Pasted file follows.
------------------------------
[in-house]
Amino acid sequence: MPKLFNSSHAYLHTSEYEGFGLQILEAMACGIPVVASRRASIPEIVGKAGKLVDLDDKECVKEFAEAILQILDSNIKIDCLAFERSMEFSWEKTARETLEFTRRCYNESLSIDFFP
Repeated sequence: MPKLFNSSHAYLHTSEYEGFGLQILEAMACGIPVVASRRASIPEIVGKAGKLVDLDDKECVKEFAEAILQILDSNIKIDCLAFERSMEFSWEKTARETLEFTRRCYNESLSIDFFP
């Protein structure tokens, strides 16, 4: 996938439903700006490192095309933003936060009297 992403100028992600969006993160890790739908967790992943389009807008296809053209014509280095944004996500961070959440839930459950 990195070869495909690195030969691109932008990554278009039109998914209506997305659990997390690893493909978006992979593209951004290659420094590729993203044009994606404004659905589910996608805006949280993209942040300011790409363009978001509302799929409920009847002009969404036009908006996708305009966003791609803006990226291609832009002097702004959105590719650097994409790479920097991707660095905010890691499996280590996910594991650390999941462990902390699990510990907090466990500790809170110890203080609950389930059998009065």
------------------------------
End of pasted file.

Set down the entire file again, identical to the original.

[in-house]
Amino acid sequence: MPKLFNSSHAYLHTSEYEGFGLQILEAMACGIPVVASRRASIPEIVGKAGKLVDLDDKECVKEFAEAILQILDSNIKIDCLAFERSMEFSWEKTARETLEFTRRCYNESLSIDFFP
Repeated sequence: MPKLFNSSHAYLHTSEYEGFGLQILEAMACGIPVVASRRASIPEIVGKAGKLVDLDDKECVKEFAEAILQILDSNIKIDCLAFERSMEFSWEKTARETLEFTRRCYNESLSIDFFP
């Protein structure tokens, strides 16, 4: 996938439903700006490192095309933003936060009297 992403100028992600969006993160890790739908967790992943389009807008296809053209014509280095944004996500961070959440839930459950 990195070869495909690195030969691109932008990554278009039109998914209506997305659990997390690893493909978006992979593209951004290659420094590729993203044009994606404004659905589910996608805006949280993209942040300011790409363009978001509302799929409920009847002009969404036009908006996708305009966003791609803006990226291609832009002097702004959105590719650097994409790479920097991707660095905010890691499996280590996910594991650390999941462990902390699990510990907090466990500790809170110890203080609950389930059998009065």